Creating a team manifesto with customers/clients

One item that I have had a lot of emails about since my presentation at PMXPO was around ground rules/ deciding on working arrangements with clients. I briefly touched on this topic in a previous blog but wanted to extend it here. I wanted to answer some of the core questions that I have received. Creating a team manifesto /charter is a great way to ensure alignment and have clear expectation management around how you want to work, what needs to be considered and what’s important for you all to be a success in this project.

  1. When should you discuss this?
    1. I would strongly recommend that this is done at the start of any project. I normally do this during the Kick off and we spend between 10-15 minutes going through the ground rules. With my internal team, we may already have a list of things that we will use as the ‘basis’ for how we want to work with the client.
  2. What do you need to factor into these discussions?
    1. There are a few things that I would recommend that you consider before entering into discussions with your customer:
      1. What is reasonable to expect/ask? E.g. durations on turnaround / ways of working?
      2. Is it suitable to request towards your customer? This means not airing internal laundry in front of the client and keeping all working situations professional and productive
      3. If the tables were turned, would you be happy with the proposed suggestions?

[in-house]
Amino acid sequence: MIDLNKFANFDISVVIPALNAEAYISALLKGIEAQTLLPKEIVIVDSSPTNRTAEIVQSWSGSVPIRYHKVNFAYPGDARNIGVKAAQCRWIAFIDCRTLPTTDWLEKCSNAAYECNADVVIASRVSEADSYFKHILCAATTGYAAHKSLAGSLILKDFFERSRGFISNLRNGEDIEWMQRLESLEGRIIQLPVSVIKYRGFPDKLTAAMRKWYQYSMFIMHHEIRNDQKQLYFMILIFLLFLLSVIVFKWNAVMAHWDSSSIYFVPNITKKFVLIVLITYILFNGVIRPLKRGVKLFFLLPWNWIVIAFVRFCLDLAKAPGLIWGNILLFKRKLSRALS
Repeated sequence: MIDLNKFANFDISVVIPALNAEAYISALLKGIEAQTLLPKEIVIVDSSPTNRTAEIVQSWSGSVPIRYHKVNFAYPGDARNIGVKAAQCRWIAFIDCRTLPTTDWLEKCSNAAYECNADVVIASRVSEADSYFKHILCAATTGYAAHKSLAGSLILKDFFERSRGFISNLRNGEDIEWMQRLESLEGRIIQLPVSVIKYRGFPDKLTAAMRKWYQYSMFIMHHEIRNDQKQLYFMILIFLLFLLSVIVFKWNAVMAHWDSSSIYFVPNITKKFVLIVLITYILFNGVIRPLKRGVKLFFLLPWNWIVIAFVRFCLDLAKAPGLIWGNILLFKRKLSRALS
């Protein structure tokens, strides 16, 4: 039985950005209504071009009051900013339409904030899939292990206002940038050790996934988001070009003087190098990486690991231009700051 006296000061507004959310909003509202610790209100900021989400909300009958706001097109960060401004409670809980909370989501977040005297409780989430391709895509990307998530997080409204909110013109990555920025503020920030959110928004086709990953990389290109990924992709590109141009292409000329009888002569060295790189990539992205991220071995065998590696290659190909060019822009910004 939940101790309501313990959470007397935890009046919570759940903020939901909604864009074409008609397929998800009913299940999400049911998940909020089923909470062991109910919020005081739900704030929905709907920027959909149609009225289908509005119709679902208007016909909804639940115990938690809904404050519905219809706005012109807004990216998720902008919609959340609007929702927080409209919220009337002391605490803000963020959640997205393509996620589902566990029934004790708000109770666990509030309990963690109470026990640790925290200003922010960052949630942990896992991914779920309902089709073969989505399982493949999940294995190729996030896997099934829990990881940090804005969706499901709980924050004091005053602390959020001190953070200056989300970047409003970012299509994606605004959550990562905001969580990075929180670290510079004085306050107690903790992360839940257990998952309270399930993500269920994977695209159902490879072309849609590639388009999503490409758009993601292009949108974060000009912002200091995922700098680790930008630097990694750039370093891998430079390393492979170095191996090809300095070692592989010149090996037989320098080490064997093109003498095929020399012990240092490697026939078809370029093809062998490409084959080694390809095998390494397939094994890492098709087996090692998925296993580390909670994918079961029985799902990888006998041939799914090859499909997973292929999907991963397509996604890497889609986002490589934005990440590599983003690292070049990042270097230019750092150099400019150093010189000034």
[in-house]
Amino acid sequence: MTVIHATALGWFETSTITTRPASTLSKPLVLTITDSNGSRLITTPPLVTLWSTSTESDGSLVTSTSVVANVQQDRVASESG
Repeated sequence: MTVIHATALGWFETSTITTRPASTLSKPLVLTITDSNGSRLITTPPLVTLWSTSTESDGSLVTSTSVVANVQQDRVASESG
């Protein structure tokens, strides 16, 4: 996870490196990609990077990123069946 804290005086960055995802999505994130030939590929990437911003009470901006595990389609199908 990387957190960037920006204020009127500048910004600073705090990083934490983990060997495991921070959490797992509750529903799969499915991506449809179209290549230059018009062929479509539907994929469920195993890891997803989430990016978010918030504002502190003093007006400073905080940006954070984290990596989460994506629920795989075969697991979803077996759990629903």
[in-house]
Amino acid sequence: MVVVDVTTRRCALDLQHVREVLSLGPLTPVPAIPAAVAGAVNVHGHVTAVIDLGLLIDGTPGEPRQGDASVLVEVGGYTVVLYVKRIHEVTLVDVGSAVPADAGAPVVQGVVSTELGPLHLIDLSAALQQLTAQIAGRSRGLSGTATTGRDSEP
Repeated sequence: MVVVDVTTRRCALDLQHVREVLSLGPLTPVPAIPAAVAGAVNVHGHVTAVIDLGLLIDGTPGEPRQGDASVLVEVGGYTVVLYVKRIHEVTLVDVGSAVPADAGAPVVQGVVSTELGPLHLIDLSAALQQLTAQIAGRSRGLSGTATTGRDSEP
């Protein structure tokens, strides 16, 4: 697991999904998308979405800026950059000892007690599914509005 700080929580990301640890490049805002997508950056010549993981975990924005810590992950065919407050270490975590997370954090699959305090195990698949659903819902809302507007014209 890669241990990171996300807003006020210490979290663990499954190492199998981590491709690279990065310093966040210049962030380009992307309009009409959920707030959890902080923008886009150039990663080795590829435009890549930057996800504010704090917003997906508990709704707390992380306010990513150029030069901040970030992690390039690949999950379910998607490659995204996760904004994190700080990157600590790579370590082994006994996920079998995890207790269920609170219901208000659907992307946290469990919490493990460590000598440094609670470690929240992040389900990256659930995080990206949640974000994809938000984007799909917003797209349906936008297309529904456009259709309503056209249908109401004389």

3. How do you go about discussing / agreeing on ground rules with a “customer”?
    1. I have tried several ways of bringing this to the client’s attention. Holding a small ‘workshop’ to come up with ideas / agree on a full list is the easiest way to achieve the goal without costing a lot of effort or time from both parties. Be aware that you will need to prepare a ‘base’ list from which you can work on and elaborate on.
    2. Within the list that you will bring to the workshop, make sure that there’s nothing in there that would be of detriment to your ability to manage the project, lead effectively or affect your ability to deliver the project.
  4. What are the top tips you can recommend for a successful outcome?
    1. Create a list in advance of ‘base’ rules that you can work with
      1. Make sure all of the suggestions are SMART
        1. Specific
        2. Measurable
        3. Accurate
        4. Realistic
        5. Time bound
    2. Run through this list with your internal team first to make sure that they agree/ have their buy in
    3. Understand your client and what they might come up with to anticipate any potential areas which you’d need to align on.
    4. Get it signed off / agreed by everyone. When we’re onsite, we all put our names on the piece of paper as our ‘informal’ agreement. You could always ask for an initial / informal sign off from all attendees at the end (HINT: Put it on MS Teams so that everyone accesses the same version).
  5. What to avoid?
    1. Avoid putting rules on the list which will make your life harder
    2. Do not put anything that would invalidate your contract / agreed terms